Let your car insurance company know immediately you will need an SR-22 as they will have to file it with your insurance policy with your state. Many states have moved to all electronic systems when it comes to filing an SR-22, which can speed up the process.

Widen your car insurance company search

Consider insurance companies that may not be as well-known as major nationwide insurers. Second-tier insurers tend to work with drivers who have less than stellar driving records and many of them are owned by large national insurance companies.

In addition to major carriers, you should also consider smaller car insurance companies that specialize in high-risk or non-standard coverage.

This isn’t a complete list but will give you a springboard if you are researching SR-22 insurance companies.

Here is a list of some well-known insurers to consider:

  • Allstate
  • Dairyland
  • Direct
  • Geico
  • The General
  • Infinity
  • Nationwide
  • Progressive
  • Safe Auto
  • State Farm

Ask your auto insurer for help

Be sure to ask your insurance company about any discounts you are qualified for – even small discounts can help when you are looking at a sky-high premium.

Purchase a car insurance policy

The majority of insurers charge a small fee to file an SR-22. It varies by insurer, but $25 is fairly common. Once you have purchased the policy, your car insurance company should file the SR-22 with the state.

Get your driver’s license back

Once you have proof of insurance and your insurer has filed the SR-22, it is time to head to the DMV. While it varies by state, in most cases you will have to show up in person to get your license back: Bring proof of your policy and the SR-22.

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Check with your car insurance company after the reinstatement that they have received the information showing your license is now valid, or else your policy and SR-22 may cancel out, which would result in your license being suspended again.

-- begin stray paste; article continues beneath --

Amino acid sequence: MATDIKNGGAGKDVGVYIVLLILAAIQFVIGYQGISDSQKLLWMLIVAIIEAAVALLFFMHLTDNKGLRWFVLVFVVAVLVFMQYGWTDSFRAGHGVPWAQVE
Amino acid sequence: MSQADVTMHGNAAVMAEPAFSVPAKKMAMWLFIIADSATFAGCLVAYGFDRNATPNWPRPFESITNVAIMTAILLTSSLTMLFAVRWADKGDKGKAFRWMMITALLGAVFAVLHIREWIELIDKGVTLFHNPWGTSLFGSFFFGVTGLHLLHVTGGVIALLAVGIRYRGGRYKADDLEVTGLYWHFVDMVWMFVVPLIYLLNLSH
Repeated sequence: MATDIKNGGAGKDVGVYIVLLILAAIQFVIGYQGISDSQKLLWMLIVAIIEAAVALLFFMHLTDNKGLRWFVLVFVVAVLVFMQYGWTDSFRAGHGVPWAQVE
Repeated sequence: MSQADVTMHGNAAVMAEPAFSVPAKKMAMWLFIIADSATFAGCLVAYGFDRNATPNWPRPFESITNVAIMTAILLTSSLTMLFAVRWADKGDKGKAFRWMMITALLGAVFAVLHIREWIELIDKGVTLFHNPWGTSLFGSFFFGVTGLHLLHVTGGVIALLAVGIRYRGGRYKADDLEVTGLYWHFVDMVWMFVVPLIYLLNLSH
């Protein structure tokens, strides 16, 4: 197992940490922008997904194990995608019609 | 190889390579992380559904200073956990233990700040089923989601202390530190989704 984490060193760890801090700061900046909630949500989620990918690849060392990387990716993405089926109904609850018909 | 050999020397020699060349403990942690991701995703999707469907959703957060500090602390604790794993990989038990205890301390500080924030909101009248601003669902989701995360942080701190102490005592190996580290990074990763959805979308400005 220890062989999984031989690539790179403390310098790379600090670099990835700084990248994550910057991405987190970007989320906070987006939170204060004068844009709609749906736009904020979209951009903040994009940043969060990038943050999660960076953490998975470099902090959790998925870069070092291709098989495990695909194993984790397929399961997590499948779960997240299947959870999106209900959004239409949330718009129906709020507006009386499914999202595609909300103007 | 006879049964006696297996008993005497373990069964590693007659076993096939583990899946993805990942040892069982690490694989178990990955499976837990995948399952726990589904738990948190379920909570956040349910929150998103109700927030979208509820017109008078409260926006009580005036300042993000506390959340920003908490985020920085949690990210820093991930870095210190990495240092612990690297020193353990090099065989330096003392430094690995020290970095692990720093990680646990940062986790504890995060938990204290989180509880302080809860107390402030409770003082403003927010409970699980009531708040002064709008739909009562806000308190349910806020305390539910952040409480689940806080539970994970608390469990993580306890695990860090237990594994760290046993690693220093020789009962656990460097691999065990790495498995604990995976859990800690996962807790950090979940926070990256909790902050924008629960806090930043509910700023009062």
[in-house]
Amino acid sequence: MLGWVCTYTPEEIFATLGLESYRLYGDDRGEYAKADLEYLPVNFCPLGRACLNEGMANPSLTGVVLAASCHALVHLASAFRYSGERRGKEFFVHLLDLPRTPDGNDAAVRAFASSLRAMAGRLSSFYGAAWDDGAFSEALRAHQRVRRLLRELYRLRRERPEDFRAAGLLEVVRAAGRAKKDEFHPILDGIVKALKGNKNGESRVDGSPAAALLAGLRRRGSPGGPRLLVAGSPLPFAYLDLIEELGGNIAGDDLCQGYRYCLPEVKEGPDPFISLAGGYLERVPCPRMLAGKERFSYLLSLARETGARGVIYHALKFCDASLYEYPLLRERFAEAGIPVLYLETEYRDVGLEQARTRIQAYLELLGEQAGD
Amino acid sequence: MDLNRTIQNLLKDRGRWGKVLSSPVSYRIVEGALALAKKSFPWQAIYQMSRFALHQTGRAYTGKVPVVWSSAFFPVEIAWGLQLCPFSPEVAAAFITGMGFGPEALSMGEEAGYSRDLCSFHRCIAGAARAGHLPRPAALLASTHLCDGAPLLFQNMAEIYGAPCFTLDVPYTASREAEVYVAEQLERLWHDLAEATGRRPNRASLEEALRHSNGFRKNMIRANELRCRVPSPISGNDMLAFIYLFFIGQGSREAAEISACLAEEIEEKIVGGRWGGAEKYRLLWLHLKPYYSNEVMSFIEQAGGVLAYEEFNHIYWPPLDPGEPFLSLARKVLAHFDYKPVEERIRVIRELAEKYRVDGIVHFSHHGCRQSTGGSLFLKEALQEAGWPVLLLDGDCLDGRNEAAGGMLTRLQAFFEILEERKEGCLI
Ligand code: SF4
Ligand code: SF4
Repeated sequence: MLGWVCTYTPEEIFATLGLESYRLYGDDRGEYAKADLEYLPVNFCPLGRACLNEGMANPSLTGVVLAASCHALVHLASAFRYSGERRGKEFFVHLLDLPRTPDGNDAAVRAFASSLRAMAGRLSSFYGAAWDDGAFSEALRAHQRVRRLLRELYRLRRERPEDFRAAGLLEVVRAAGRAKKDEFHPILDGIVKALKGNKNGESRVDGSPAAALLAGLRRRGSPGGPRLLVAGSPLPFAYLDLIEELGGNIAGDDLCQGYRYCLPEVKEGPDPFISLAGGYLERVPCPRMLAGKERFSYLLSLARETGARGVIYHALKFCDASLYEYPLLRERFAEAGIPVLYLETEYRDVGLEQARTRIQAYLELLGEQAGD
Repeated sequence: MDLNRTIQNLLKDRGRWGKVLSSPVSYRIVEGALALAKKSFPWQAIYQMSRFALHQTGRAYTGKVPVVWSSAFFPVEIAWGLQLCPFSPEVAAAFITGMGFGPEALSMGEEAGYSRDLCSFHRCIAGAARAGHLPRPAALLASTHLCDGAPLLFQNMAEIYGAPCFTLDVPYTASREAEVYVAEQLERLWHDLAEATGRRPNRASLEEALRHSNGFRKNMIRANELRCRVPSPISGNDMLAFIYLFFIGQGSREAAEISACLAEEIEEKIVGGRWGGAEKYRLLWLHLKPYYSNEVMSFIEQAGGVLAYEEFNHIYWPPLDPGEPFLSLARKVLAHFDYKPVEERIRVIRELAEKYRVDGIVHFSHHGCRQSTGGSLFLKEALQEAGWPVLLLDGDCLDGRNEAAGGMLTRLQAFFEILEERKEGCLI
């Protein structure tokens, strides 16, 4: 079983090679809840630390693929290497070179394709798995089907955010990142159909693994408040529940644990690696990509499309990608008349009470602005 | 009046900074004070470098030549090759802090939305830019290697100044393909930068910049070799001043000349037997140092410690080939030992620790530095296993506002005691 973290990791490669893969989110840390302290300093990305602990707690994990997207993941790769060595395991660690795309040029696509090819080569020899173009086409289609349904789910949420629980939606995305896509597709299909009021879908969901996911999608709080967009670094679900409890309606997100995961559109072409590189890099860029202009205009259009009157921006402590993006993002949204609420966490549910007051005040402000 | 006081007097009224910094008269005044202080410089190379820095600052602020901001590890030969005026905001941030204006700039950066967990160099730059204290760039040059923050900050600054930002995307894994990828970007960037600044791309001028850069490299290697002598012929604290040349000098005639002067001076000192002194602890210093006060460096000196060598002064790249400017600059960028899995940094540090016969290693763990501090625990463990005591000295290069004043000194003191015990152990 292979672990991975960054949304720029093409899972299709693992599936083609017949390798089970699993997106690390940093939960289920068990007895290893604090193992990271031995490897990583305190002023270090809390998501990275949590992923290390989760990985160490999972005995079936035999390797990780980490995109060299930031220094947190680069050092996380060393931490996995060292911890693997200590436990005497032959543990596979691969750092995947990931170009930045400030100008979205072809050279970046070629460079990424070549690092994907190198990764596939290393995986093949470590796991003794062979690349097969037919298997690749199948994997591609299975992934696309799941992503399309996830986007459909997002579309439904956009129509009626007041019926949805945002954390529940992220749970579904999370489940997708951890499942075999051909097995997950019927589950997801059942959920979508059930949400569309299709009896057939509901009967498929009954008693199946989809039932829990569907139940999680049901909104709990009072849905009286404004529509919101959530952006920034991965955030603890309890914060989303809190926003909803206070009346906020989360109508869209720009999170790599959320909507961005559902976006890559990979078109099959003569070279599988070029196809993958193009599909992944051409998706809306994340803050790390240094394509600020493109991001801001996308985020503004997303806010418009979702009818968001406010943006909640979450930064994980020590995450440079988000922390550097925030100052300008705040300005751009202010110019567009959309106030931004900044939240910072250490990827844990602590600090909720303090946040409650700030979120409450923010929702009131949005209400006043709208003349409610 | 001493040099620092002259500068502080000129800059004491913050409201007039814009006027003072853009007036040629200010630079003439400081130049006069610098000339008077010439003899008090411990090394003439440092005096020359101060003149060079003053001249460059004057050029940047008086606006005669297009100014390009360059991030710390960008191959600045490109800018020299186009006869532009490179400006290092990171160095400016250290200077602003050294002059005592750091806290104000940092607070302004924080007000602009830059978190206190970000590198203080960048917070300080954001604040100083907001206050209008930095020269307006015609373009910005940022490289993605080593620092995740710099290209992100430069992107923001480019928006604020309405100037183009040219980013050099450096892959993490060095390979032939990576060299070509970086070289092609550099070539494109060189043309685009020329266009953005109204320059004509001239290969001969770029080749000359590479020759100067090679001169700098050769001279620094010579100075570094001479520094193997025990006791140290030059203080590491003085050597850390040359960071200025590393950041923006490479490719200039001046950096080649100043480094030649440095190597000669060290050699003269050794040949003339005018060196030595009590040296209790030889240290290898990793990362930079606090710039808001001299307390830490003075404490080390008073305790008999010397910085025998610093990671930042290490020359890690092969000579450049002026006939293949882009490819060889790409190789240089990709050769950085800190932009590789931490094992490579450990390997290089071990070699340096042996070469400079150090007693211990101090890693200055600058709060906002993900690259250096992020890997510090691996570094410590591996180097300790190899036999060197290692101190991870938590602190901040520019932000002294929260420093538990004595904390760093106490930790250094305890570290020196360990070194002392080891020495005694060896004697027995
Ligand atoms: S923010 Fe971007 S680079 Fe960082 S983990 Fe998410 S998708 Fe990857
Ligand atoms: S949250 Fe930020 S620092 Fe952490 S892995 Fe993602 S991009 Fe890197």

Pay your auto insurance policy premiums on time

If you want to keep your license, make sure you pay your premium on time. If your car insurance policy is canceled due to non-payment or another issue during the required SR-22 period (typically three years), your car insurance company will file an SR-26 that shows the cancellation.

Then, the DMV will be notified you are no longer insured and they will re-suspend your license. If this happens, finding car insurance companies to insure you will be much more difficult.

Shop your auto insurance coverage at the one-year mark of being required to carry an SR22 and every year afterward to make sure you are getting the best rate. Your rates should improve each year.

Check out our guide: What to do if you need an SR-22 but don't own a car?

FAQ: SR-22 without a license

Neither is an SR-22 a license to drive nor will it make you legal out on the streets by itself. An SR22 proves you are carrying the proper car insurance coverage. In some cases, it is called a Certificate of Financial Responsibility, or CFR.

While an SR22 is one component of getting legal out on the road and is often necessary to get your license back, you must have a valid (not suspended) license to legally drive in all states.

Insurance companies will often allow you to obtain an SR-22 as long as you get your driver's license reinstated within 30 days of your insurance policy's inception date, or as long as you acquire a hardship driver's license within that same time frame.